Dr. Mark R. Hoffmann
Chester Fritz Distinguished ProfessorB.A., 1980, Northwestern University; Ph.D., 1984, University of California- Berkeley; Postdoctoral Research Associate, 1985-86, University of Chicago; Postdoctoral Research Associate, 1986-88, University of Utah.
My group performs research in theoretical and computational physical chemistry, and is focused on the development and use of novel ab initio methods of molecular electronic structure theory for studying ground and excited potential energy surfaces (PES). Our current research interests include: multireference and quasidegenerate perturbation theory descriptions of electron correlation; high and ultrahigh accuracy descriptions of the electronic structures of difficult small- to moderate-sized molecules and molecular ions; and studying the effects of a nanoscale background on the physical and chemical properties of a molecular-system-sized moiety. Using these techniques, and other more conventional approaches where appropriate, we have recently investigated highly strained systems, such as [3,3’] bidiazirinylidene (C2N4), which has relevance to the development of High Energy Density Materials (HEDM), and a variety of atmospherically important oxides, such as NO-. We are studying metal containing molecules, such as the cobalt dimer (Co2), and molecular ions in an effort to assist in the development of new catalytic materials. As an extension of our work on environmental effects on molecular electronic structure, we have investigated the behavior of molecules in intense electromagnetic fields, which has the promise of controlling molecular reactions in ways otherwise not possible. We often collaborate with other theorists across the globe and have strong interactions with several experimental groups.
Our primary framework for developing new methods for electronic structure theory is through hybrid variational-perturbational theories, e.g. quasidegenerate perturbation theory (QDPT). This framework is desirable because of both the need for good long-range correlation of electronic structure (i.e. mean field approximations (e.g., SCF) are often not adequate, especially near transition states) and good short-range correlation. Traditional methods of including short-range electron correlation, such as configuration interaction (CI) or coupled cluster (CC), have prohibitive algorithm scaling with the number of electrons in the system. Our results show that a well-constructed second-order perturbation theory, such as our Generalized Van Vleck-based approach, can give near chemical accuracy over wide regions of the relevant potential energy surfaces (PESs) at a substantial computational resource savings relative to traditional methods, provided that the long-range electron correlation is described correctly. We are exploring extensions to our theory for larger molecules and clusters by embedding wave function descriptions in density functional theory (DFT) descriptions of the environment, which may be good representatives of catalytically active surfaces. Recently, we have made progress on the ability to describe simultaneously multiple PESs to investigate the coupling of Born-Oppenheimer surfaces.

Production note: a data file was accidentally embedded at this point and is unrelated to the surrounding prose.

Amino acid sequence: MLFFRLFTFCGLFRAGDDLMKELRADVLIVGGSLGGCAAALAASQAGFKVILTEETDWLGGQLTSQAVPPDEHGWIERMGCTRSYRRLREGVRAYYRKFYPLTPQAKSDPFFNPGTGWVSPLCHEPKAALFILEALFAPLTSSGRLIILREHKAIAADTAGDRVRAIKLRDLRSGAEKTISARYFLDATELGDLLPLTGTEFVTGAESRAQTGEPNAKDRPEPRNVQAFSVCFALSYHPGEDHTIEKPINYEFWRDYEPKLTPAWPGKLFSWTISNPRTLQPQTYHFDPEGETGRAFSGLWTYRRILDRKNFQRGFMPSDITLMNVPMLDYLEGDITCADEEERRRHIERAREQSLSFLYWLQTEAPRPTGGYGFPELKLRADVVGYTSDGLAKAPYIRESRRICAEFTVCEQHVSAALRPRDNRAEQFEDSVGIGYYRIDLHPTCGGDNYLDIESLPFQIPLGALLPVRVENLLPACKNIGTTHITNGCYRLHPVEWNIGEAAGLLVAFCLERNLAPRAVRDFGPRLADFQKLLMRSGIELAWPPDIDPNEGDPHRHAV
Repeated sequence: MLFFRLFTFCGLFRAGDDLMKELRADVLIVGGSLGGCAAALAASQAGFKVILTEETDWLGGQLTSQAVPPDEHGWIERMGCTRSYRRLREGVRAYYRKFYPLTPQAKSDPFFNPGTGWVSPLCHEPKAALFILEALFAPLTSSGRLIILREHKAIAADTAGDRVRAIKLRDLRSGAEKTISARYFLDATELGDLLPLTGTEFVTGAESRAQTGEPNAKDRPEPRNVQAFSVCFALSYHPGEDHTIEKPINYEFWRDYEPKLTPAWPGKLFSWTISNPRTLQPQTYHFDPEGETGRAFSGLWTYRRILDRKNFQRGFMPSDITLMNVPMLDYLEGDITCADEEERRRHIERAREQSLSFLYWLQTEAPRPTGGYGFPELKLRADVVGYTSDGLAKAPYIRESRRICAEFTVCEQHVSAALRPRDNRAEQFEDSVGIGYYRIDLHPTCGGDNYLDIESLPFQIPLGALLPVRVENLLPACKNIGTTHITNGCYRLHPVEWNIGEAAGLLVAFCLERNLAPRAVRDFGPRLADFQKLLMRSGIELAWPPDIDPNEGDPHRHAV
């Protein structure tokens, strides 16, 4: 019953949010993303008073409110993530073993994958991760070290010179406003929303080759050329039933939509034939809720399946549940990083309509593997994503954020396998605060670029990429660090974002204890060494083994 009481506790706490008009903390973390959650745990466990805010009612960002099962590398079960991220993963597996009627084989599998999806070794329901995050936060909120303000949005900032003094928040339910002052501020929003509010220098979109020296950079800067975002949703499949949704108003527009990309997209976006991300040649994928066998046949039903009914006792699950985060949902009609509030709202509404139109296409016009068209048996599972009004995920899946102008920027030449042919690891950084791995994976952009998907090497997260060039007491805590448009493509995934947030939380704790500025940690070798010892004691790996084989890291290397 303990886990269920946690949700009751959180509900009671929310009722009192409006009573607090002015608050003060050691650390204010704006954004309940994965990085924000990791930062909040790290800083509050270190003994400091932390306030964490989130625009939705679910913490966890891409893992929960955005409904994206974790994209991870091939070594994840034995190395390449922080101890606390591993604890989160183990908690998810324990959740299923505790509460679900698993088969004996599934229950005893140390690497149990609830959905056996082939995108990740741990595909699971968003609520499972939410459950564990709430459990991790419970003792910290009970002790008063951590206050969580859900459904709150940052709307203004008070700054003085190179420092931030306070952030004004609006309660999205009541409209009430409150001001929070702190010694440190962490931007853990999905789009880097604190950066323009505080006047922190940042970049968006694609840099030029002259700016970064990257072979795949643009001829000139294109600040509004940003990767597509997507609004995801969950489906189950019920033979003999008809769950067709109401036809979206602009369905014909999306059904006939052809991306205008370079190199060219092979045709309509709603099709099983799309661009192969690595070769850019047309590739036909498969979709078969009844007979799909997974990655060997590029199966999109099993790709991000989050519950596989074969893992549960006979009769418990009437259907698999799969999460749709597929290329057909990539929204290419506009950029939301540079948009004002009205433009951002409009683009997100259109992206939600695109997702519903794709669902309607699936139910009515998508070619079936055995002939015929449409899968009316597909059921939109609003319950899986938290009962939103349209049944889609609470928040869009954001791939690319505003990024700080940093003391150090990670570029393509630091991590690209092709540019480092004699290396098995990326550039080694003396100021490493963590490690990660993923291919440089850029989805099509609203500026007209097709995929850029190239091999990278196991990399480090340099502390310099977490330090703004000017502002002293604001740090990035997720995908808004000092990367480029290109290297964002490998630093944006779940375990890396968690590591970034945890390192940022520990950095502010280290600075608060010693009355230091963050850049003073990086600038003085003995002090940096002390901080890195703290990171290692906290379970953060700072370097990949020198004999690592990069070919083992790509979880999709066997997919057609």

1. Khait, Y. G.; Theis, D.; Hoffmann, M. R. Lagrangian approach for geometrical derivatives and nonadiabatic coupling terms in MRCISD. Mol. Phys. 2010, 108, 2703-2716.
2. Khait, Y. G.; Jiang, W.; Hoffmann, M. R. On the inclusion of triple and quadruple electron excitations into MRCISD for multiple states. Chem. Phys. Lett. 2010, 493, 1-10 [Frontiers Article].
3. Bongfen Mbote, Y. E.; Khait, Y. G.; Hardel, C.; Hoffmann, M. R. Multireference Generalized Van Vleck Perturbation Theory (GVVPT2) Study of the NCO + HCNO Reaction: Insight into Intermediates. J. Phys. Chem. A 2010, 114, 8831-8836.
4. Khait, Y. G.; Hoffmann, M. R. Embedding theory for excited states, J. Chem. Phys. 2010, 133, 044107/1-6.
5. Mokambe, R. M.; Khait, Y. G.; Hoffmann, M. R. Ground and Low-Lying Excited Electronic States of [3,3’] Bidiazirinylidene (C2N4), J. Phys. Chem. A 2010, 114, 8119-8125.
6. Shao, P.; Li, Y.; Azenkeng, A.; Hoffmann, M. R.; Sun, W. Influence on Alkoxyl Substituent on 4,6-Diphenyl-2,2’-bipyridine Ligand on Photophysics of Cyclometalated Platinum(II) Complexes: Admixing Intraligand Charge Transfer Character in Low-Lying Excited States. Inorg. Chem. 2009, 48, 2407-2419.
7. Jiang, W.; Khait, Y. G.; Hoffmann, M. R. MRCISD and GVVPT3 study of the low-lying electronic states of NO-. Mol. Phys. 2009, 107, 889-897.
8. Nichols, P.; Hoffmann, M. R. A momentum-conserving Franck-Condon approximation: Theory and application to the photodissociation of Li2+ in an intense laser field. J. Chem. Phys. 2008, 128, 044115/1-7.
9. Azenkeng, A.; Laumb, J. D.; Jensen, R. R.; Olson, E. S.; Benson, S. A.; Hoffmann, M. R. Carbene Proton Attachment Energies: Theoretical Study. J. Phys. Chem. A 2008, 112, 2677-2682.
10. Wang, H.; Kais, S.; Aspuru-Guzik, A.; Hoffmann, M. R. Quantum Algorithm for Obtaining the Energy Spectrum of Molecular Systems. Phys. Chem. Chem. Phys. 2008, 10, 5388-5393.